The number of microbial cells is about 10 times larger than the number of eukaryotic cells
in the human body. Enteric bacteria play an important role in the pathogenesis of cancer. Due
to the complexity of the gut fl ora, identifi cation of the specifi c microbial agents contributing to colon cancer remains challenging. How bacterial products directly contribute to cancer is still unknown. Bacteria can modulate the host by secreting bacterial eff ector proteins to the host cells. AvrA is a pathogenic protein of enteric bacteria that infl uences eukaryotic cell pathways utilizing ubiquitin and acetylation. We hypothesize that the bacterial eff ector AvrA activates the STAT/beta-catenin pathway to promote colonic tumorigenesis. We investigated a chronic bacterial infected cancer model with Salmonella colonization in the mouse intestine. Mice were colonized with AvrA- suffi cient or defi cient bacterial strains, then stimulated with a carcinogen azoxymethane and dextran sodium sulfate (induced colitis). We found that mice infected with AvrA-expressed bacteria had signifi cantly high incidence of tumor in colon. AvrA expression decreased the phosphorylated-beta-catenin and inhibits the ubiquitination of beta-catenin in mouse colonic epithelial cells in vivo.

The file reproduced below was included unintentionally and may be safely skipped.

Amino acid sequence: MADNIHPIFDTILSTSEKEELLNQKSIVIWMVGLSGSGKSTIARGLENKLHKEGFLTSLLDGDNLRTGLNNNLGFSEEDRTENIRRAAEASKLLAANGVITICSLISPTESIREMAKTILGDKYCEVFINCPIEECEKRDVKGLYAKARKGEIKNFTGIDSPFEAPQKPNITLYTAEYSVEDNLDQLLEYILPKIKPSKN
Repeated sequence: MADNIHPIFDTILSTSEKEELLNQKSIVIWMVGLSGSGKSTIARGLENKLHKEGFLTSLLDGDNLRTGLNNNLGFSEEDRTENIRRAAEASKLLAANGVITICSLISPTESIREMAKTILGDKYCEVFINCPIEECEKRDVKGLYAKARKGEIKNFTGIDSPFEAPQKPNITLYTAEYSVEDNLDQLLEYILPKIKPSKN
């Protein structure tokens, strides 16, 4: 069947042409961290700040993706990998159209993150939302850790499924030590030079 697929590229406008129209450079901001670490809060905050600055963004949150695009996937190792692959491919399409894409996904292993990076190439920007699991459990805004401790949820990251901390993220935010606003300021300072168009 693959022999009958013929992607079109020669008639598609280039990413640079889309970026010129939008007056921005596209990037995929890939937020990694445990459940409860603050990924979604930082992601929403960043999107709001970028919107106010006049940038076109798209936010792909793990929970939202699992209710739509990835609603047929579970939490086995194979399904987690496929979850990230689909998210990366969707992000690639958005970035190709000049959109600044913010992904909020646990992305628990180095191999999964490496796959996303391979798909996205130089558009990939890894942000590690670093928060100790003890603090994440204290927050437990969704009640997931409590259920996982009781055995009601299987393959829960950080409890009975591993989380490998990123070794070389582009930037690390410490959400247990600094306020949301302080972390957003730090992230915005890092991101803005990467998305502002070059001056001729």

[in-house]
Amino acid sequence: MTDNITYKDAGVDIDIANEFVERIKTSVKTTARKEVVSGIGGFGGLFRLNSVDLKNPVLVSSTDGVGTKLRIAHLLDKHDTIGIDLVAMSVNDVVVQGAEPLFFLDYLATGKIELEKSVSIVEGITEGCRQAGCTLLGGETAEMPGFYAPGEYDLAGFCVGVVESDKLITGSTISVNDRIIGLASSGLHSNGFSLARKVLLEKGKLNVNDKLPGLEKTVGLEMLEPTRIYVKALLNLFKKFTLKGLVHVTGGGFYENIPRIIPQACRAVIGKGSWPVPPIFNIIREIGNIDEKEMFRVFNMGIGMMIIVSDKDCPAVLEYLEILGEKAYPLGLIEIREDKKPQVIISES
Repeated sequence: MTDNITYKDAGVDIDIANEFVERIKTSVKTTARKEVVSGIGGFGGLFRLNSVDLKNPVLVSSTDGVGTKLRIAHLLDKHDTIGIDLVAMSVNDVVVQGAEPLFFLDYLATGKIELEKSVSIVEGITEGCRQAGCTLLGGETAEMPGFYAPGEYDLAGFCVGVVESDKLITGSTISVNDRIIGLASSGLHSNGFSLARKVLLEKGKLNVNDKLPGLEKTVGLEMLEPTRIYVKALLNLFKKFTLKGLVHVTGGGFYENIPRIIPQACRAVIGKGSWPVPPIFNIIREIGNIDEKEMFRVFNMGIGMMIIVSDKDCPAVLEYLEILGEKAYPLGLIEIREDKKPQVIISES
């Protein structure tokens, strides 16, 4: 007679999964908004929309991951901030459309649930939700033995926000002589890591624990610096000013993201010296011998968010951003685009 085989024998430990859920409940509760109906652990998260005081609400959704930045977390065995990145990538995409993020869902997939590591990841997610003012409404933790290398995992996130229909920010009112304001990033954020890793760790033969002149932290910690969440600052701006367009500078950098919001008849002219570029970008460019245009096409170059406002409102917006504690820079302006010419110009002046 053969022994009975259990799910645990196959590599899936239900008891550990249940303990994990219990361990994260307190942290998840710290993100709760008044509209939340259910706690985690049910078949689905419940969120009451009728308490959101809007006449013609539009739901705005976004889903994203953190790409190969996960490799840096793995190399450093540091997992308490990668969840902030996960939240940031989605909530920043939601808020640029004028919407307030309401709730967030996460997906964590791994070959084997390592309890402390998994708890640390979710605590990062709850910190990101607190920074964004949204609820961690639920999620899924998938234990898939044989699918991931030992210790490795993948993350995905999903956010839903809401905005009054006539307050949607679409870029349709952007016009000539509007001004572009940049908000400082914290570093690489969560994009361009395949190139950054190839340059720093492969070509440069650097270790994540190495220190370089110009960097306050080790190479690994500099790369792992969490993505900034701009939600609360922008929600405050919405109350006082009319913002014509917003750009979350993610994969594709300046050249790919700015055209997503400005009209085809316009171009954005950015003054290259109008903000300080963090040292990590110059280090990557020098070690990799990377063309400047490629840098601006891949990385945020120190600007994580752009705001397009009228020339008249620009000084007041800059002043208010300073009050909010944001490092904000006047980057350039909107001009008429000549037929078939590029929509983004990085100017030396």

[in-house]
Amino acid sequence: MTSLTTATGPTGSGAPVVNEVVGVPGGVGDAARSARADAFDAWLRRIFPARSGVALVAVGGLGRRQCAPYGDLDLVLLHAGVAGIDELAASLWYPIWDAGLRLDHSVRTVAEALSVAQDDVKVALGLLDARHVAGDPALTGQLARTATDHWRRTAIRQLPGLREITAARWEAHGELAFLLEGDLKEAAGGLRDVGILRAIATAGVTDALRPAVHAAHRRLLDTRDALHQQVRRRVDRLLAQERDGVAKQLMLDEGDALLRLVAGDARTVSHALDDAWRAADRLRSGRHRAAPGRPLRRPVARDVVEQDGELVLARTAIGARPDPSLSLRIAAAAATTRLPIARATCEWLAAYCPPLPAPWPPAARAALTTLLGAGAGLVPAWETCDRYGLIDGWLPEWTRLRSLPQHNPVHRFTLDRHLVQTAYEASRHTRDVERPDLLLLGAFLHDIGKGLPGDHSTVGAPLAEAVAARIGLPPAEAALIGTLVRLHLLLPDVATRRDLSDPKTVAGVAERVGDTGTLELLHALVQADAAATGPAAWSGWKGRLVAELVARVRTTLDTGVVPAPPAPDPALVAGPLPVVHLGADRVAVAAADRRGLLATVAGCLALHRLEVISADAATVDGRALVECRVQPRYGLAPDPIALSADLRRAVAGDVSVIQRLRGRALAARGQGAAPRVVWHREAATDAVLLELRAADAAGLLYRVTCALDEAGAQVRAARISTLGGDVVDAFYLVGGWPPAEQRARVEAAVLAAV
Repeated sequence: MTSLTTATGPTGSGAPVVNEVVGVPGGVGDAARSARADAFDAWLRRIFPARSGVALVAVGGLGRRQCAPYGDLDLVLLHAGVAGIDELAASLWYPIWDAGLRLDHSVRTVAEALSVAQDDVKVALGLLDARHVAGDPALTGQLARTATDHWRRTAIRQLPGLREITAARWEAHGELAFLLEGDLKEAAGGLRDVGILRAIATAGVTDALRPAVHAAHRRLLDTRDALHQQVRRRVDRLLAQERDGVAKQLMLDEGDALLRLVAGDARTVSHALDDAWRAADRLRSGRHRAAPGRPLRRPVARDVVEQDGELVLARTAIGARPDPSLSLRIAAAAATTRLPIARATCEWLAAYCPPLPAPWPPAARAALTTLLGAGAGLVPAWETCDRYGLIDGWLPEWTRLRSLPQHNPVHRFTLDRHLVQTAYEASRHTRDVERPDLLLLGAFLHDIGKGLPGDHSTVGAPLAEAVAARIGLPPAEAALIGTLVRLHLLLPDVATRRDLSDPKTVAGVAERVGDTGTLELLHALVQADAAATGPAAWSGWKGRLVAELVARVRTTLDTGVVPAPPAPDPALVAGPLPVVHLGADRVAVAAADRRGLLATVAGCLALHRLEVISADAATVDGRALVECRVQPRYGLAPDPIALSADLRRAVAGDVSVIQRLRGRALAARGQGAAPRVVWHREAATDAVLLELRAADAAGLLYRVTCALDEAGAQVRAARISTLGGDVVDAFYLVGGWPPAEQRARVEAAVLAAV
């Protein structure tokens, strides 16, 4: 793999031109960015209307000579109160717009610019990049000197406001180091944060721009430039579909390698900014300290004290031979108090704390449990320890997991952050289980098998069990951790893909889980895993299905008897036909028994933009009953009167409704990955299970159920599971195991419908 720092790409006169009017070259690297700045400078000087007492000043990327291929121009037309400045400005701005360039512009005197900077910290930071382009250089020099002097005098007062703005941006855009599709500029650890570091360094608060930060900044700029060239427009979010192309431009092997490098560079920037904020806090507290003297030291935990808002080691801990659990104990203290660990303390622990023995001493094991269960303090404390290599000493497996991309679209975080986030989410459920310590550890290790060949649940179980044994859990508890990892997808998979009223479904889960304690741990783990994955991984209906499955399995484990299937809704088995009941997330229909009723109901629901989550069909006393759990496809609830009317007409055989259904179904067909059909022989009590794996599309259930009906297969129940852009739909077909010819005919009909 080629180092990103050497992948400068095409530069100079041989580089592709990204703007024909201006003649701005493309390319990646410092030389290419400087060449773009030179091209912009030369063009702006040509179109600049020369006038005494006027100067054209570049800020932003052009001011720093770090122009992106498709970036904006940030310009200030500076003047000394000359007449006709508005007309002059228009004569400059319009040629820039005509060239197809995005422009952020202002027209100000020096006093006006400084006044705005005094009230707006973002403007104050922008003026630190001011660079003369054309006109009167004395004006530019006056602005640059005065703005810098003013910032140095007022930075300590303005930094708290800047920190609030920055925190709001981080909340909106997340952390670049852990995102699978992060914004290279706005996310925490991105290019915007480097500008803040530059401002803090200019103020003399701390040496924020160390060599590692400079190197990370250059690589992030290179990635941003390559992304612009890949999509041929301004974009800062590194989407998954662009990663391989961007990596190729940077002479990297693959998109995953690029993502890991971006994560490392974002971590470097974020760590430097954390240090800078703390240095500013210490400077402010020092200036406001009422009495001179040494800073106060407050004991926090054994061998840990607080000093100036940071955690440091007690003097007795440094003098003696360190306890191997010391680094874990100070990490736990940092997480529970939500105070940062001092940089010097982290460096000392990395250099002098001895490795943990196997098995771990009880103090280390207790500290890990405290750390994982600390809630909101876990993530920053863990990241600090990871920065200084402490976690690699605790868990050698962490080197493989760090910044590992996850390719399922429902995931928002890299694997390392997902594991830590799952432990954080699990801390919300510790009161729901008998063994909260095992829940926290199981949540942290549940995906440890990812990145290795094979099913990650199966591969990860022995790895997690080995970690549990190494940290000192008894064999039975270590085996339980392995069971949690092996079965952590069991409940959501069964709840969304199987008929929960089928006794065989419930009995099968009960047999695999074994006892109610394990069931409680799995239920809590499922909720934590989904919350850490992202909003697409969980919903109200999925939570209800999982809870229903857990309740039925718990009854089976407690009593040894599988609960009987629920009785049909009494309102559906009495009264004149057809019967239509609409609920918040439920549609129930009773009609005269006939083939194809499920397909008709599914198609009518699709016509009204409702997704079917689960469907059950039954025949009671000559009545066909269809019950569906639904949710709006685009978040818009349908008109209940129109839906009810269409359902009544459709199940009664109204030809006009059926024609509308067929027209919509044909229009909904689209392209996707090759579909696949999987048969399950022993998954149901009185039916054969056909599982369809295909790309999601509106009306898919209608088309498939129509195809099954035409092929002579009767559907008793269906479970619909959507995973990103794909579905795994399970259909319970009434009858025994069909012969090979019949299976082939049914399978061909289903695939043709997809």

Infl ammatory cytokines such as IL-6 and INF-gamma in serum were increased. Overall, AvrA activation of the STAT/beta-catenin pathway promoted colonic tumorigenesis. Th e current study provides important insights into intestinal infection and cancer stem cells. Our fi ndings can also be applied to the risk assessment and prevention of cancer. Jun Sun, Bacteria enhance tumorigenesis through activating intestinal stem cells related signaling
Last date updated on June, 2014